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Garden Franchise Banks on Organic Food Demand The gro-O franchise brings home the green.

By Jason Daley

Opinions expressed by Entrepreneur contributors are their own.

Organically grown: Karen Cancilla's gro-O franchise is flourishing.
Organically grown: Karen Cancilla's gro-O franchise is flourishing.
Photo© Jeff Clark

In 2008, after being in the insurance industry for 20 years, Karen Cancilla sold her brokerage and settled into semi-retirement. Health issues convinced her to switch to an all-organic diet. But after a few weeks of valiantly munching pesticide-free tomatoes, broccoli and kale, she was fed up.

"All that food lasted only a day or two before it spoiled, and it's really expensive to buy at the store," says the 50-year-old mother of six. "I started to wonder if other women my age were experiencing the same frustration."

To save money and ensure her produce was truly organic, Cancilla planted a garden at her home in Alta Loma, Calif. A few months later, while harvesting her homegrown goodies, it struck her: Lots of busy people would like to eat more organic veggies but don't have the time or skills to grow their own. So why not build and maintain gardens, and even harvest the produce, for them?

That's how gro-O, which now has six franchisees in California, New York and Florida, was born. The franchise installs raised-bed gardens--filled with a "weedless" soil mixture designed by Cancilla's son and a hired botanist--and fills them with seedlings. Prices range from $250 to $1,100, based on style and size. While 80 percent of customers get gardens for their homes (some with a monthly maintenance plan), she has also created organic plots for schools, nursing homes, hospitals and businesses. We offered Cancilla a couple of carrots to tell us how gro-O works.

Describe your customer base.
About 80 percent of our clients are women between their early 30s and 55. They're moms of little kids and want to teach their children to eat correctly. They know that when the kids help grow their food, they're more likely to eat it. And women my age, with children who have moved away, need something to nurture. We feel we've got our target right.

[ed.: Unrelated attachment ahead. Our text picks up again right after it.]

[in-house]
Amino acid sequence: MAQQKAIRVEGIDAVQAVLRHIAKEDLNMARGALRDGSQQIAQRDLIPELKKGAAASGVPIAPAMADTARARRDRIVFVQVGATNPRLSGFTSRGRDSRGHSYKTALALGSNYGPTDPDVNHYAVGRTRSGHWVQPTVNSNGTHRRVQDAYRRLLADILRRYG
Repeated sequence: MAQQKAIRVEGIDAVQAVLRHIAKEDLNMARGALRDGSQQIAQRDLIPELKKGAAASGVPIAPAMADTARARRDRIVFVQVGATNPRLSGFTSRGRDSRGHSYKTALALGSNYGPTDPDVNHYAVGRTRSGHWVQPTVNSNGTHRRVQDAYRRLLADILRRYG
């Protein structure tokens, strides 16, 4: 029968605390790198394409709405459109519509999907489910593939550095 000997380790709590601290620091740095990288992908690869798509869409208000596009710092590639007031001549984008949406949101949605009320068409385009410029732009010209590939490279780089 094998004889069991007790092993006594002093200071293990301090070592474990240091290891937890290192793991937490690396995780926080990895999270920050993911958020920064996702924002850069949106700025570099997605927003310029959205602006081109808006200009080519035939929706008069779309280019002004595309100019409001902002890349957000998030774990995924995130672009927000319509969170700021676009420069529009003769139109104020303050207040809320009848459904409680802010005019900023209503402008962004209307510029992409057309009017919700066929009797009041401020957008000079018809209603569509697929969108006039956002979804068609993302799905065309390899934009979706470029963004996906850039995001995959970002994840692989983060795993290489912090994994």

How much of the business is maintaining the gardens?
About 30 percent of people we build gardens for become maintenance clients. We want to increase that to 50 percent, because the success rate when we run the garden is great.

Is there a bigger purpose to urban gardening?
One of the underlying goals of the company is that we think, as a group, that people will have to know how to grow food again. There are times that
are going to cause us to have to do that in very small spaces in cities. So really, it's an emergency-preparedness thing. Once you get in the door and say, "Look at the beautiful garden you can have," then you can turn the topic to emergency preparedness and agricultural toxins and other subjects.

Does gro-O have other revenue streams?
We started offering six- or 12-week after-school programs in gardening last fall, teaching kids to grow food. It's really, really awesome and can be used anywhere in the country, even indoors. We also have direct sales, like a garden party, where people sell organic gardening supplies. And we're also looking into creating a line of premade organic family meals that franchisees can add on as a delivery service.

Do you still enjoy gardening?
I never want to stop gardening, and I don't want to end up in front of a computer all the time, so I go on rounds four days a month to maintain gardens. It's given me big muscles. I just turned 50, and I'm thinner than I have ever been. It's a great aftereffect.

I've learned to love Brussels sprouts. I thought I hated them, but this past winter I grew them, cut them in half, coated them with olive oil, salt and pepper and broiled them. They are so good. I just eat them like snacks.

What's your favorite garden so far?
I was sitting with my grandma, who recently turned 100, at her nursing home. All of a sudden I said, "Do you want a garden?" She lit up and started rattling off the vegetables she wanted. She wasn't talking so much, so the fact that she got so excited was great. A week later, some friends and I put it in as a Valentine's Day present. My grandma started getting up and getting dressed again. She wouldn't remember my name when I visited, but she would remember she had a garden.

Jason Daley lives and writes in Madison, Wisconsin. His work regularly appears in Popular Science, Outside and other magazines.

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